Wednesday, 18 January 2012

Review of Sherlock

The second season (each one has been only three episodes long, so they’re more like autumn in Lapland than any of the four seasons most of us are used to) of the BBC series Sherlock has just ended, with the show getting generally good reviews, bordering on the rave in some quarters.

Starring the man with the most unlikely name in acting since Arnie burst onto the scene in Conan the Destroyer, Benedict Cumberbatch (no prizes for guessing what he was called when he was at prep school), and Bilbo Baggins, AKA Mr. Everyman, AKA Martin Freeman, real name Tim From The Office, Sherlock proved to be very much a curate’s egg.

It was best in Series I: Episode 1, good in Series 1: Episode 3 and Series II: Episode 1, average in the weekend’s finale, poor in Series II: Episode 2 (“The Hounds of Baskerville”) and dire in Series 1: Episode 2. This 90-minute offering had a ridiculous plot involving a Chinese beauty from the impoverished hinterland who for some strange reason spoke Cantonese - “Daaih lou! Cheng lei!” ("Brother! Please!”) - and had become involved in crime because she had no prospects. And this show was supposed to be set in the modern day – when bright, not to mention, beautiful kids like her go to university and feast themselves on the fruits of the world’s fastest growing economy – not in the nineteenth century!

One of the problems with any adaptation of a Conan Doyle tale to the screen is that the stories themselves, in common with Poe’s seminal detective stories, depend to a large extent on atmosphere. Things happens, of course, but not at the breakneck speed at which they tumble over each other in, say, a Robert Ludlum blockbuster, written with one eye on the silver screen.

To make up for the intrinsic lack of action, the team responsible for Sherlock decided to fall back on two tried and trusted remedies: the “bromance” (complete with jokes about “confirmed bachelor John Watson” – nudge, nudge, wink, wink, SAY NO MORE!) and the manic edit. The latter, featuring our hero doing a supersonic mental filing of all the tidbits he’s somehow stored up over his short lifetime on his way to coming up trumps yet again, is a convenient way of papering over holes in the plot but can misfire if the viewer’s willing suspension of disbelief shifts to apathy.    

Verging dangerously close to albino, with eyes the colour of a husky’s, Cumberbatch’s Sherlock is angel-like, not in terms of his character – his impatient arrogance leads to some good dialogue, such as “I can’t just turn it on and off like a tap” in response to his sidekick’s “Don’t get clever!” – but in respect of his ability to perceive things intuitively by direct apprehension. Who needs brilliant powers of deduction or superior reasoning skills, if you can just see the truth?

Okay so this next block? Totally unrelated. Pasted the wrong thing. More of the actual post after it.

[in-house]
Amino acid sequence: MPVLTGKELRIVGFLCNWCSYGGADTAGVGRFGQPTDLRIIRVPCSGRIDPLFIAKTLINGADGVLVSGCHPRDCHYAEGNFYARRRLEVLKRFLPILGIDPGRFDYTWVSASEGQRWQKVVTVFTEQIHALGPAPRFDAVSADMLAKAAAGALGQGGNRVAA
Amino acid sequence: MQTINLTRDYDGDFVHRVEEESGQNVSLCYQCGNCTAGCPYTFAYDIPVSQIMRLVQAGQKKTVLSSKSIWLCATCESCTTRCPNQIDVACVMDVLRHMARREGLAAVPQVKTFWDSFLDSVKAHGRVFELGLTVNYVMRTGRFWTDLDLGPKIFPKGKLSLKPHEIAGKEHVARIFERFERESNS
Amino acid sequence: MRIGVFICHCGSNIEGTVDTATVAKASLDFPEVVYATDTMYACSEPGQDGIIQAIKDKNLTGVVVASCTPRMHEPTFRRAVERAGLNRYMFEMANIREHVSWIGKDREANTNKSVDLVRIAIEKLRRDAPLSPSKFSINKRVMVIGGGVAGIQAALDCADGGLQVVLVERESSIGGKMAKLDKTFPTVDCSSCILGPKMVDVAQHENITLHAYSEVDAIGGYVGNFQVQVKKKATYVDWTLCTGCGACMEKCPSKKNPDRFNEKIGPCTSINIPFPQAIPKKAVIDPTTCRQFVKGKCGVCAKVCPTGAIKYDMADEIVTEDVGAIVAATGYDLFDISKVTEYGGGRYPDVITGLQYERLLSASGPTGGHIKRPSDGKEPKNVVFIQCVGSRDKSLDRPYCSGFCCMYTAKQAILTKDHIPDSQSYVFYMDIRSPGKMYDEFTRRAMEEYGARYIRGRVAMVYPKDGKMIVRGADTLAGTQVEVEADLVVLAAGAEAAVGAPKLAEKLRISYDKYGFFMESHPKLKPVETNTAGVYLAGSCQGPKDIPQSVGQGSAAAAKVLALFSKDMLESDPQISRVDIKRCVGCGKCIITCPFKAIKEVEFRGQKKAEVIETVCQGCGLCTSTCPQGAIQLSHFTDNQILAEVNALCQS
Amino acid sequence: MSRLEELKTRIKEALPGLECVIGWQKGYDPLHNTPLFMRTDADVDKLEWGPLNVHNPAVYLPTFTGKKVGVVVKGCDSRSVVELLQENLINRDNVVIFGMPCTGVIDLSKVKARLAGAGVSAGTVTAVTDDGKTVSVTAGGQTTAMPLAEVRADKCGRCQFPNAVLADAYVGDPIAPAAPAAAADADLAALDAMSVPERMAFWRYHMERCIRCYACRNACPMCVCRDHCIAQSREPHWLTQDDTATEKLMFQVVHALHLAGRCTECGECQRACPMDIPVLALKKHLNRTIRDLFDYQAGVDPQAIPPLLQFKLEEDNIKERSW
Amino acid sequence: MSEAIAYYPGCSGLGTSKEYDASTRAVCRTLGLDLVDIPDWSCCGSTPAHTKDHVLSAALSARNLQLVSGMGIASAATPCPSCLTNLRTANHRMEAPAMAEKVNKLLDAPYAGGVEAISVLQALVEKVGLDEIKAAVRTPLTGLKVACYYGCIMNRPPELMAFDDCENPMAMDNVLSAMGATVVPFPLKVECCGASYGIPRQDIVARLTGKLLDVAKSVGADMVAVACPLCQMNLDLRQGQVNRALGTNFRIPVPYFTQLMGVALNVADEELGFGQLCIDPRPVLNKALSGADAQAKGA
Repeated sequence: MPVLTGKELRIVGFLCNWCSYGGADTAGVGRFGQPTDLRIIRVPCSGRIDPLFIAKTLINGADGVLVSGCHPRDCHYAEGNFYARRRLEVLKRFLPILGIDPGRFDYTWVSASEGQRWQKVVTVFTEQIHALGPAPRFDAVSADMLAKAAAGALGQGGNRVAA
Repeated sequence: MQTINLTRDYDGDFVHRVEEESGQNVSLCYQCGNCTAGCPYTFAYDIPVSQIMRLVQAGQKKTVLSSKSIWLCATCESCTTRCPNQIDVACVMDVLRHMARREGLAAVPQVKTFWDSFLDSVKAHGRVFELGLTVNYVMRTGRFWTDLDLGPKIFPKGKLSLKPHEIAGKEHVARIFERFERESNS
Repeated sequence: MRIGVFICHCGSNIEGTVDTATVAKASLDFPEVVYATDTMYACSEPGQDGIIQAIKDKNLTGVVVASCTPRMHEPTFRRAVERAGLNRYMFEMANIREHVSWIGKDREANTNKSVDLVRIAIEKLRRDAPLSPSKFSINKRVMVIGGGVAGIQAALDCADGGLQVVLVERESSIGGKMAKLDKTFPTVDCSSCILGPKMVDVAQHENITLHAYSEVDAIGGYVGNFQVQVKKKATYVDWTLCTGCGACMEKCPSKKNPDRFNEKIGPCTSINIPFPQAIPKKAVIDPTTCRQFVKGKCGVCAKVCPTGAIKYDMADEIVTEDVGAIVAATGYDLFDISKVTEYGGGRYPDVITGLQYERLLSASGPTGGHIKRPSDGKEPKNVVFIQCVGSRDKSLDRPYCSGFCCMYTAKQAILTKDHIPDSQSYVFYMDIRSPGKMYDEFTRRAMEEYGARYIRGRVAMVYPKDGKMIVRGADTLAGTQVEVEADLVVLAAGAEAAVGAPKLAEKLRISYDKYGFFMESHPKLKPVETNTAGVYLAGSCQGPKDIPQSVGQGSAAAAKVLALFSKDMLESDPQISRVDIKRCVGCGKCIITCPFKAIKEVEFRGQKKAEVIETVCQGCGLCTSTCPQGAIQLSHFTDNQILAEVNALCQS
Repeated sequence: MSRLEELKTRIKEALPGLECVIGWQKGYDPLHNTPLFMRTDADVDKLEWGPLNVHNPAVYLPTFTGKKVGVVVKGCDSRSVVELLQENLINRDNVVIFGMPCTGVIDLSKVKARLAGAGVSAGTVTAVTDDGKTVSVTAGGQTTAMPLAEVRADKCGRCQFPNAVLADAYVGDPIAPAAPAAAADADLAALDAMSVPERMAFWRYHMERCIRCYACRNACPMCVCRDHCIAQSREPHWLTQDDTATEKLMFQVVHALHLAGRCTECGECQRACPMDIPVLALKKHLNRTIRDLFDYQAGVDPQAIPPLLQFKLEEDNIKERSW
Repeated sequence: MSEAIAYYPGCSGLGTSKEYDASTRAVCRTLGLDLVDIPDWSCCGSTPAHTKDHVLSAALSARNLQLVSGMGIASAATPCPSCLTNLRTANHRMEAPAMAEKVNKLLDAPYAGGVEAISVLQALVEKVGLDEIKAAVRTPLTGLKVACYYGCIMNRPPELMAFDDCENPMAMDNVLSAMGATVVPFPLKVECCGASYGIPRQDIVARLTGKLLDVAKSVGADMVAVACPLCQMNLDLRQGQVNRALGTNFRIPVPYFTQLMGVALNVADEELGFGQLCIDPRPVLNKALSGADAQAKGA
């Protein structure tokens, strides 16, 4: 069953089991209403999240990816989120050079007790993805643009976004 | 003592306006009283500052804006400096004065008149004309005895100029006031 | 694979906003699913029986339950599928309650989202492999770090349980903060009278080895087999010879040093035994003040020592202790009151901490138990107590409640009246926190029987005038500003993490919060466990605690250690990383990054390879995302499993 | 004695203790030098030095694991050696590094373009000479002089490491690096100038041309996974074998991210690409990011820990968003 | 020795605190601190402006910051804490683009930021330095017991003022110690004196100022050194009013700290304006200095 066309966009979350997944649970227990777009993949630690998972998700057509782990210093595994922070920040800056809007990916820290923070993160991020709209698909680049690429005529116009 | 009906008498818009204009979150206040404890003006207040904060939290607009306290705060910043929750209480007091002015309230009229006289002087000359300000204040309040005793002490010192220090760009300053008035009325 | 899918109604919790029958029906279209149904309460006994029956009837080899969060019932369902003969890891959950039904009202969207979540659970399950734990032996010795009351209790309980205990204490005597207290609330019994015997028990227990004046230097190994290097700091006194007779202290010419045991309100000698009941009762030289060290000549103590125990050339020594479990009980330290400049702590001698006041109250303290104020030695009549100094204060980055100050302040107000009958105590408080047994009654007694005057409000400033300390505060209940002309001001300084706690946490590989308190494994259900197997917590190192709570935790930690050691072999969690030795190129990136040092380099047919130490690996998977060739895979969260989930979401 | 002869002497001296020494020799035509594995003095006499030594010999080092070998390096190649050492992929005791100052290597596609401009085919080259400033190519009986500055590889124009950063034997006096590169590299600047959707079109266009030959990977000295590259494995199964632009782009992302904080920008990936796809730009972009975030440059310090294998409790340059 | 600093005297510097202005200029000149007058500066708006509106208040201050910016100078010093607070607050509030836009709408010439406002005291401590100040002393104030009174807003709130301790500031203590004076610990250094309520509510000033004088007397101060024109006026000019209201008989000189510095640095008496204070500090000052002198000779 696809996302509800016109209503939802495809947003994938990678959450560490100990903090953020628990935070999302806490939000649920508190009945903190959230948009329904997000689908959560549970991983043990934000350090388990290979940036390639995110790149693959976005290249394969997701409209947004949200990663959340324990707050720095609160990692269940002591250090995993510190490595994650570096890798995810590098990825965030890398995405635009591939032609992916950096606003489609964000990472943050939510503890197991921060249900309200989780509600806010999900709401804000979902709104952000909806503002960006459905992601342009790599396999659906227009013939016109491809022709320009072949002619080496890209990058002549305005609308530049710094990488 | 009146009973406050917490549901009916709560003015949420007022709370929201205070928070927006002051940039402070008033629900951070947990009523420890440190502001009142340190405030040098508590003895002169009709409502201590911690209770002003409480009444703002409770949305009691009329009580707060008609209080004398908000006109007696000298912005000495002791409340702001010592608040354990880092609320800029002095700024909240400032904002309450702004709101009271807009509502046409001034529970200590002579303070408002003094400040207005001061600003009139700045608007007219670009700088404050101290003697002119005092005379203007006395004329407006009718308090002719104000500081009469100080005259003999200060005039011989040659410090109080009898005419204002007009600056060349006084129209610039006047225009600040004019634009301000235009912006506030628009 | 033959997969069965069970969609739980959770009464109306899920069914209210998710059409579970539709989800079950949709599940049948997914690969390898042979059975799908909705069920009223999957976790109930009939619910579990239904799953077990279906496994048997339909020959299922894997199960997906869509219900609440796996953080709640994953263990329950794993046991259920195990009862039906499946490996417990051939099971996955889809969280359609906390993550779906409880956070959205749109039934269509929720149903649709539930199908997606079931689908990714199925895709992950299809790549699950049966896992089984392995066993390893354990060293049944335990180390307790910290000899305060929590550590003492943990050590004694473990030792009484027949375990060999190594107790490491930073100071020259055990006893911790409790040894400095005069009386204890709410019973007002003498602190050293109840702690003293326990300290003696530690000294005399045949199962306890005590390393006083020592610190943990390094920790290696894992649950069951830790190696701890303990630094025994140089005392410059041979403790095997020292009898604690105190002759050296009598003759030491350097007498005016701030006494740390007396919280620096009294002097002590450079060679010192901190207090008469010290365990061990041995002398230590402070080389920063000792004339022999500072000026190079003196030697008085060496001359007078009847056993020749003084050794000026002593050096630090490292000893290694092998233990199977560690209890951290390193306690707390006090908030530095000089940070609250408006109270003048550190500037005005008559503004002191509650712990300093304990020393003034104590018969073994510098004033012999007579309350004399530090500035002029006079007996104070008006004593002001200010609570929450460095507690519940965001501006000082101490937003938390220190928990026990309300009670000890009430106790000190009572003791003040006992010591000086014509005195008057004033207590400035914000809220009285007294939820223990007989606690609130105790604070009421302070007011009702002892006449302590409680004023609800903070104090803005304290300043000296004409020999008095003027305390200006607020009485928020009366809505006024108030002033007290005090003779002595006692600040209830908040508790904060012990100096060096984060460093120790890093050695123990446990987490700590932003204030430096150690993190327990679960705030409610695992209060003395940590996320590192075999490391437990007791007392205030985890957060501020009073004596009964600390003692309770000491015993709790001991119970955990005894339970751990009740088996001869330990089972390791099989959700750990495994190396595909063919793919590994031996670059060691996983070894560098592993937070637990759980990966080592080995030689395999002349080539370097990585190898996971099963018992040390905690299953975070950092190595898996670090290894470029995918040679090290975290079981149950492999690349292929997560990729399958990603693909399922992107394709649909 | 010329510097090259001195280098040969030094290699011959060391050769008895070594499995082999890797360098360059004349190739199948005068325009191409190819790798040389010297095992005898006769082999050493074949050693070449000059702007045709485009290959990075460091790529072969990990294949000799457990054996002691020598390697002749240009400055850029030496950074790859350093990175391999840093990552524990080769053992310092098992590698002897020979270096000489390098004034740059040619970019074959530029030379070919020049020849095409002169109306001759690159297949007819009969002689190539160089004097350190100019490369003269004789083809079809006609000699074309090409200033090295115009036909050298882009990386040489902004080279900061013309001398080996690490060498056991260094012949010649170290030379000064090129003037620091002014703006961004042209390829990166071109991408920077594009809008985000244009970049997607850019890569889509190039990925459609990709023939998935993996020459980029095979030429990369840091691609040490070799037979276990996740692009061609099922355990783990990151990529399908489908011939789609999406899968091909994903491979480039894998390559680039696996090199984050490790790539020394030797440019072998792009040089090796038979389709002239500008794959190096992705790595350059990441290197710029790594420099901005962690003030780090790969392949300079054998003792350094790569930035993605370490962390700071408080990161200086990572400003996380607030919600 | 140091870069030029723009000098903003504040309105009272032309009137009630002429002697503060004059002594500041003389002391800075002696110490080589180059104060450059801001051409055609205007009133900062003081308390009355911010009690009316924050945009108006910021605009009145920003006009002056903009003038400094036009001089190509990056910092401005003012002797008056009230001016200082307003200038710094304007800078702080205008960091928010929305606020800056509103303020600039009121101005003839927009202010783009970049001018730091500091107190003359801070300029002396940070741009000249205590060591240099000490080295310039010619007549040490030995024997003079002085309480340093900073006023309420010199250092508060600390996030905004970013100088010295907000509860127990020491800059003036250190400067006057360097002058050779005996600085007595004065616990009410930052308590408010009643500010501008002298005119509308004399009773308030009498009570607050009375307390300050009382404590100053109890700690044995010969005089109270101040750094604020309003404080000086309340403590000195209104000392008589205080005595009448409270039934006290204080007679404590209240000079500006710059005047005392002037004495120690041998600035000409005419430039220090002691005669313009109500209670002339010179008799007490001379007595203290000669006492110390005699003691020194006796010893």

Verdict: unlikely to pass the test of time as well as Basil Rathbone and Nigel Bruce.


M said...

Have Rathbone and Bruce really stood the test of time or are they merely the best of a bad lot? Does anyone watch them now? Hardly atop my list and defo not 'watch again' stuff. And as for the R Downey Jnr bunk....

These are 90 minute 'mini-movies' with tight scripts and up to date castings - and they hold one's attention far, far better than much of the average hollywood schlock that we get week in week out. I should know, having just endured cowboys and aliens.

And therein lies the problem - we are comparing telly - albeit beautifully produced telly to movies - with comparably miniscule timelines and budgets. It should be compared to the best of what's on TV now - House, Breaking Bad, Homeland - and on that score they (imho) certainly do. You can pick holes in any of the above but it won't stop you watching it, and thoroughly enjoying it. It's not The Wire, I agree.

My verdict? A triumph showing the Brits can do it and fill 270 minutes a year with world-class original programming that is inventive AND popular.

ulaca said...

My essential point is that the BBC's Sherlock could have been so much better. The decision to shoot on loaction, for example, should always set alarm bells ringing in the TV producer's head, as it so often saying, "We haven't got enough story!" (viz. The Black Adder, i.e. Series One).

I'm fascinated. What cowboys and aliens have you been enduring?

M said...

'Cowboys and aliens' - its a film ai should have been in inverted commas. It's kack.

ewaffle said...

M--if you didn't like "Cowboys and Aliens" you might want to skip "Strippers vs. Werewolves".

ulaca said...

As film titles go, that's going some, Edward. Nonetheless, my favourite remains Mega Shark Versus Giant Octopus.

Anonymous said...

So what was he called at school? Nothing stands out.

ulaca said...

Well, you may be wrong there. Bendydick Cucumberpatch, since you ask.